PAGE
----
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Abortion may increase a woman’s risk for generalized anxiety disorder, study shows

Women who choose to abort an unintended first pregnancy have a significantly higher risk for generalized anxiety than women who carry to term, according to a new study published in the Journal of Anxiety Disorders by Jesse Cougle, a psychology doctoral student at The University of Texas at Austin.

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AUSTIN, Texas—Women who choose to abort an unintended first pregnancy have a significantly higher risk for generalized anxiety than women who carry to term, according to a new study published in the Journal of Anxiety Disorders by Jesse Cougle, a psychology doctoral student at The University of Texas at Austin.

“Women who aborted were 34 percent more likely to report symptoms associated with generalized anxiety disorder, a condition marked by excessive and uncontrollable worry,” Cougle said. “These results were found after statistically removing the effects of race, age and periods of anxiety prior to their first pregnancy event. When only unmarried women were examined, those who aborted still had significantly higher rates of subsequent anxiety, suggesting indirectly that marriage as a form of social support may not necessarily buffer the effects of abortion.”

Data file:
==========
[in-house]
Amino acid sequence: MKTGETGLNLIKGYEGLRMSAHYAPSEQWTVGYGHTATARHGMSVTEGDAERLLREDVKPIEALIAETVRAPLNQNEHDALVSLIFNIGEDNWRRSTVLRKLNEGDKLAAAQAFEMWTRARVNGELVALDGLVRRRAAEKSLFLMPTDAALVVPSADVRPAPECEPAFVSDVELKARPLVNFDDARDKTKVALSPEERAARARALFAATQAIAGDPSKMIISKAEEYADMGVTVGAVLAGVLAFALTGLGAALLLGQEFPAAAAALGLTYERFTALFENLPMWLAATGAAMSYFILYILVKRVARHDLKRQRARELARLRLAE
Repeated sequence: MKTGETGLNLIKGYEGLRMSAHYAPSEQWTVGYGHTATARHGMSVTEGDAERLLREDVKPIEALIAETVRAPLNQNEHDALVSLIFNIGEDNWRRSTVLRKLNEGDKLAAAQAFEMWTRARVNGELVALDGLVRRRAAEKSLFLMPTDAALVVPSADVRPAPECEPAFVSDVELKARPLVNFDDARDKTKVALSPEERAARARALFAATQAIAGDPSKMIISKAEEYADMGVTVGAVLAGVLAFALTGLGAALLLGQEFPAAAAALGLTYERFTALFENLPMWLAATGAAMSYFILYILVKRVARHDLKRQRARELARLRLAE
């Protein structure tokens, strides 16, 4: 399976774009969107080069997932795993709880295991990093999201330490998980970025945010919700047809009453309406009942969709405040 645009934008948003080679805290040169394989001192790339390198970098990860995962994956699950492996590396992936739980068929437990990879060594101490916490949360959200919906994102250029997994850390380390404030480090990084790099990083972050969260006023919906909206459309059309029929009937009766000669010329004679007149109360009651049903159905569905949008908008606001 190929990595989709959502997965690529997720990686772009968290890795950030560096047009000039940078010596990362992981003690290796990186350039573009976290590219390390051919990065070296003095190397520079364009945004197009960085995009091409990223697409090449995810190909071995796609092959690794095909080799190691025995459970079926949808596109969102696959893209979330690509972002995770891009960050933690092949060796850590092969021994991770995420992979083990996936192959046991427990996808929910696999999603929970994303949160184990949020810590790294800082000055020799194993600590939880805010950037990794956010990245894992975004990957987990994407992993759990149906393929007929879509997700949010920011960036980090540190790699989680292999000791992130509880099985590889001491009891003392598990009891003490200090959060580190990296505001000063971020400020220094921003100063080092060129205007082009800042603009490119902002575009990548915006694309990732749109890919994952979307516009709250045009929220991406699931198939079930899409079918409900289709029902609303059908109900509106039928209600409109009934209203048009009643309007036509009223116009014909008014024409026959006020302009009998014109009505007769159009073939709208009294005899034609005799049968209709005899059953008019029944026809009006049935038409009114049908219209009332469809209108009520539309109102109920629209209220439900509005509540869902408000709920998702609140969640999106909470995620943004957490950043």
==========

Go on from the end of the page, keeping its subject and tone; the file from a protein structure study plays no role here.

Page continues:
The results of the study further revealed that the differences in subsequent anxiety were more pronounced among teens.

“Younger women are more likely to report their abortion,” Cougle said. “Concealment could have influenced the results, since previous studies have shown that women who conceal their abortion from others are also more likely to experience post-abortion distress. Given that only 60 percent of the expected number of abortions were reported in the sample we used, our findings could actually be a conservative estimate of the true differences between women who abort and women who carry to term.”

A history of abortion may be a useful marker for identifying women at risk for generalized anxiety. This information should be useful to clinicians and/or researchers working with anxiety sufferers, as it may help to identify a history of abortion as a possible precipitating stressor or maintaining factor in certain clients’ anxiety-related concerns.

The study, “Generalized anxiety following unintended pregnancies resolved through childbirth and abortion: a cohort study of the 1995 National Survey of Family Growth,” used a nationwide survey assessing the pregnancy histories of women in the U.S.

For more information contact: Jesse Cougle, M.Sc., 512- 471-3722.